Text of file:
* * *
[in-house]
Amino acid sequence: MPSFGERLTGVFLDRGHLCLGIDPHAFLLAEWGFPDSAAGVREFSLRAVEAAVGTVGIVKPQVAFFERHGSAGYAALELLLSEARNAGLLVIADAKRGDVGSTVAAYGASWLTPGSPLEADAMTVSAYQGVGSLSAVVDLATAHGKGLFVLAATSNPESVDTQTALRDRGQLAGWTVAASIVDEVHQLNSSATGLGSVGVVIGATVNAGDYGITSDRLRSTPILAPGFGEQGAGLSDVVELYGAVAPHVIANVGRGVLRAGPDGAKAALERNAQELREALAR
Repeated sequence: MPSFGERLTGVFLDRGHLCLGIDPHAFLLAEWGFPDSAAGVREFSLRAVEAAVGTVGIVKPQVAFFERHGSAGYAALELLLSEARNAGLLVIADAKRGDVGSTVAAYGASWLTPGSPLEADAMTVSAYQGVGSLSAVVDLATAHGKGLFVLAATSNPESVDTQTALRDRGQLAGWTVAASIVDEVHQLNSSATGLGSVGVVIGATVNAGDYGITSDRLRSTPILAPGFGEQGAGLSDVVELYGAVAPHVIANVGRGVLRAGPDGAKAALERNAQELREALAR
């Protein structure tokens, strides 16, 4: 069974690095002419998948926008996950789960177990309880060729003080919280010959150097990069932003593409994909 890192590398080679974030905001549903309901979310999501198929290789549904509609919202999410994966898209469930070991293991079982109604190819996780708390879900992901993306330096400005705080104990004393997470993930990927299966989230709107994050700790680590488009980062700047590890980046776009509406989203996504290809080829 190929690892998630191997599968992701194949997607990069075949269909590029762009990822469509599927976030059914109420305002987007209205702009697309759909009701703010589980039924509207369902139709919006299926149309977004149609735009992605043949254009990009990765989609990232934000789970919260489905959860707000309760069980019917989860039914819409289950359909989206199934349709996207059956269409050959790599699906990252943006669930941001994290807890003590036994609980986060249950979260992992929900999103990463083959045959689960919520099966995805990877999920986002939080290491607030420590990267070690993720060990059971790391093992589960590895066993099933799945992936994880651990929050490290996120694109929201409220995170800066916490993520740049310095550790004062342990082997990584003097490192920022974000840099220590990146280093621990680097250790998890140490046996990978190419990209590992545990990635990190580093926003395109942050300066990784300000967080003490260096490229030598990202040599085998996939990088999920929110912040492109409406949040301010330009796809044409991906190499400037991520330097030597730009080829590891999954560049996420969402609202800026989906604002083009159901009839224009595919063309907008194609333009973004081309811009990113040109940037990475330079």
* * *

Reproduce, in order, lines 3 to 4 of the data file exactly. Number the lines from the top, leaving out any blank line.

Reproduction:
Repeated sequence: MPSFGERLTGVFLDRGHLCLGIDPHAFLLAEWGFPDSAAGVREFSLRAVEAAVGTVGIVKPQVAFFERHGSAGYAALELLLSEARNAGLLVIADAKRGDVGSTVAAYGASWLTPGSPLEADAMTVSAYQGVGSLSAVVDLATAHGKGLFVLAATSNPESVDTQTALRDRGQLAGWTVAASIVDEVHQLNSSATGLGSVGVVIGATVNAGDYGITSDRLRSTPILAPGFGEQGAGLSDVVELYGAVAPHVIANVGRGVLRAGPDGAKAALERNAQELREALAR
């Protein structure tokens, strides 16, 4: 069974690095002419998948926008996950789960177990309880060729003080919280010959150097990069932003593409994909 890192590398080679974030905001549903309901979310999501198929290789549904509609919202999410994966898209469930070991293991079982109604190819996780708390879900992901993306330096400005705080104990004393997470993930990927299966989230709107994050700790680590488009980062700047590890980046776009509406989203996504290809080829 190929690892998630191997599968992701194949997607990069075949269909590029762009990822469509599927976030059914109420305002987007209205702009697309759909009701703010589980039924509207369902139709919006299926149309977004149609735009992605043949254009990009990765989609990232934000789970919260489905959860707000309760069980019917989860039914819409289950359909989206199934349709996207059956269409050959790599699906990252943006669930941001994290807890003590036994609980986060249950979260992992929900999103990463083959045959689960919520099966995805990877999920986002939080290491607030420590990267070690993720060990059971790391093992589960590895066993099933799945992936994880651990929050490290996120694109929201409220995170800066916490993520740049310095550790004062342990082997990584003097490192920022974000840099220590990146280093621990680097250790998890140490046996990978190419990209590992545990990635990190580093926003395109942050300066990784300000967080003490260096490229030598990202040599085998996939990088999920929110912040492109409406949040301010330009796809044409991906190499400037991520330097030597730009080829590891999954560049996420969402609202800026989906604002083009159901009839224009595919063309907008194609333009973004081309811009990113040109940037990475330079």